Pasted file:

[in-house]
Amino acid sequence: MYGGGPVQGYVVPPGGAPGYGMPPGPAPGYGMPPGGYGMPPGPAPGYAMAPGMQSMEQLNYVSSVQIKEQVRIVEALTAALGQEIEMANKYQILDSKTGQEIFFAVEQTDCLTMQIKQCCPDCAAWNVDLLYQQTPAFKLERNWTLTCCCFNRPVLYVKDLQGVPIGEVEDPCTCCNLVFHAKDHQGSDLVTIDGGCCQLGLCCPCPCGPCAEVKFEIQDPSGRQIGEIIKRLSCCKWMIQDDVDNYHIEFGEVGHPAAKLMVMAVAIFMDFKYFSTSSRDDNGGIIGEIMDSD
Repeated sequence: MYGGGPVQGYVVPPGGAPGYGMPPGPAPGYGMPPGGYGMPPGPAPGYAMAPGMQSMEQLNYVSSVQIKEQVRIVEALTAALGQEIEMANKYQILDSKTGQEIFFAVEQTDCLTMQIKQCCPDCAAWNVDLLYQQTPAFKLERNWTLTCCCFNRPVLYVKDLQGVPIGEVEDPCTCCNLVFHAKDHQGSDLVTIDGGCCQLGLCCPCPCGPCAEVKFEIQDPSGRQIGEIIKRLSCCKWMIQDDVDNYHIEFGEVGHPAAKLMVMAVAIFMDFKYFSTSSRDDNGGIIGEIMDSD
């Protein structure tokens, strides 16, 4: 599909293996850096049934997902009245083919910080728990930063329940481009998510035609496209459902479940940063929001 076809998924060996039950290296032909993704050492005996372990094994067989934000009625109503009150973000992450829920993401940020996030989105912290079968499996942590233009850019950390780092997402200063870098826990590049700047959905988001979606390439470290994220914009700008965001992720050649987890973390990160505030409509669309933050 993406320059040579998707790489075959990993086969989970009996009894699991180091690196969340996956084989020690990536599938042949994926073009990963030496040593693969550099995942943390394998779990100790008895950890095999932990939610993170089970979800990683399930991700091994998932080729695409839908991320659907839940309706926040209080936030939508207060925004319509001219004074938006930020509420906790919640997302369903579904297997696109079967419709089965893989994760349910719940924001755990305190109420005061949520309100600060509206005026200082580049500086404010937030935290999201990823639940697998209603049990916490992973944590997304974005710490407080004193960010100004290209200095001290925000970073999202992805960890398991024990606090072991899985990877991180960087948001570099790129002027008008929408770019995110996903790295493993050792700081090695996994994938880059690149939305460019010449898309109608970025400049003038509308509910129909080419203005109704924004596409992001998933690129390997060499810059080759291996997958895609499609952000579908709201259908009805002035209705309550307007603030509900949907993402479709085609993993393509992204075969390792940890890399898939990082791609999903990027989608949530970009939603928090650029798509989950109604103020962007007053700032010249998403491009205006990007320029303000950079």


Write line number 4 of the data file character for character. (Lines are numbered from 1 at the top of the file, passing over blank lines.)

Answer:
């Protein structure tokens, strides 16, 4: 599909293996850096049934997902009245083919910080728990930063329940481009998510035609496209459902479940940063929001 076809998924060996039950290296032909993704050492005996372990094994067989934000009625109503009150973000992450829920993401940020996030989105912290079968499996942590233009850019950390780092997402200063870098826990590049700047959905988001979606390439470290994220914009700008965001992720050649987890973390990160505030409509669309933050 993406320059040579998707790489075959990993086969989970009996009894699991180091690196969340996956084989020690990536599938042949994926073009990963030496040593693969550099995942943390394998779990100790008895950890095999932990939610993170089970979800990683399930991700091994998932080729695409839908991320659907839940309706926040209080936030939508207060925004319509001219004074938006930020509420906790919640997302369903579904297997696109079967419709089965893989994760349910719940924001755990305190109420005061949520309100600060509206005026200082580049500086404010937030935290999201990823639940697998209603049990916490992973944590997304974005710490407080004193960010100004290209200095001290925000970073999202992805960890398991024990606090072991899985990877991180960087948001570099790129002027008008929408770019995110996903790295493993050792700081090695996994994938880059690149939305460019010449898309109608970025400049003038509308509910129909080419203005109704924004596409992001998933690129390997060499810059080759291996997958895609499609952000579908709201259908009805002035209705309550307007603030509900949907993402479709085609993993393509992204075969390792940890890399898939990082791609999903990027989608949530970009939603928090650029798509989950109604103020962007007053700032010249998403491009205006990007320029303000950079």